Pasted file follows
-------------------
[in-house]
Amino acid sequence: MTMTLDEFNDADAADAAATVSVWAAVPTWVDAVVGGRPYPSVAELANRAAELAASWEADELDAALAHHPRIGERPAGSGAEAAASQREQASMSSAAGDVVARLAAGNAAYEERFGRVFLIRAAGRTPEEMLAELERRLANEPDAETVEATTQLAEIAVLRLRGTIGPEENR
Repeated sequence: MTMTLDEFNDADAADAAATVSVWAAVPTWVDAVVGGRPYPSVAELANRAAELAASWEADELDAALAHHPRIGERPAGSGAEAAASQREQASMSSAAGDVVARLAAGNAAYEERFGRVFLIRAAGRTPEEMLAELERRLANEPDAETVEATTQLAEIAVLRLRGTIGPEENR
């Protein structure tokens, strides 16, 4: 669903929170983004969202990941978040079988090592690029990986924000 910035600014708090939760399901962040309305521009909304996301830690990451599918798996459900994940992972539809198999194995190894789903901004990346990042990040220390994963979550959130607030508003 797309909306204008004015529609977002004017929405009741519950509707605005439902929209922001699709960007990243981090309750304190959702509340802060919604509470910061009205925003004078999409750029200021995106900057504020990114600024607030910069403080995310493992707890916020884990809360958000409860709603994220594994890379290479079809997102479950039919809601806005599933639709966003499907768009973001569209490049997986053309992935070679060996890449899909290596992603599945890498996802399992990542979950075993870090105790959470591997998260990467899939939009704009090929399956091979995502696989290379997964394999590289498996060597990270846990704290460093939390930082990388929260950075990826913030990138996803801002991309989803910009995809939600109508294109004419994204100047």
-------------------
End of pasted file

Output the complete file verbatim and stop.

[in-house]
Amino acid sequence: MTMTLDEFNDADAADAAATVSVWAAVPTWVDAVVGGRPYPSVAELANRAAELAASWEADELDAALAHHPRIGERPAGSGAEAAASQREQASMSSAAGDVVARLAAGNAAYEERFGRVFLIRAAGRTPEEMLAELERRLANEPDAETVEATTQLAEIAVLRLRGTIGPEENR
Repeated sequence: MTMTLDEFNDADAADAAATVSVWAAVPTWVDAVVGGRPYPSVAELANRAAELAASWEADELDAALAHHPRIGERPAGSGAEAAASQREQASMSSAAGDVVARLAAGNAAYEERFGRVFLIRAAGRTPEEMLAELERRLANEPDAETVEATTQLAEIAVLRLRGTIGPEENR
């Protein structure tokens, strides 16, 4: 669903929170983004969202990941978040079988090592690029990986924000 910035600014708090939760399901962040309305521009909304996301830690990451599918798996459900994940992972539809198999194995190894789903901004990346990042990040220390994963979550959130607030508003 797309909306204008004015529609977002004017929405009741519950509707605005439902929209922001699709960007990243981090309750304190959702509340802060919604509470910061009205925003004078999409750029200021995106900057504020990114600024607030910069403080995310493992707890916020884990809360958000409860709603994220594994890379290479079809997102479950039919809601806005599933639709966003499907768009973001569209490049997986053309992935070679060996890449899909290596992603599945890498996802399992990542979950075993870090105790959470591997998260990467899939939009704009090929399956091979995502696989290379997964394999590289498996060597990270846990704290460093939390930082990388929260950075990826913030990138996803801002991309989803910009995809939600109508294109004419994204100047």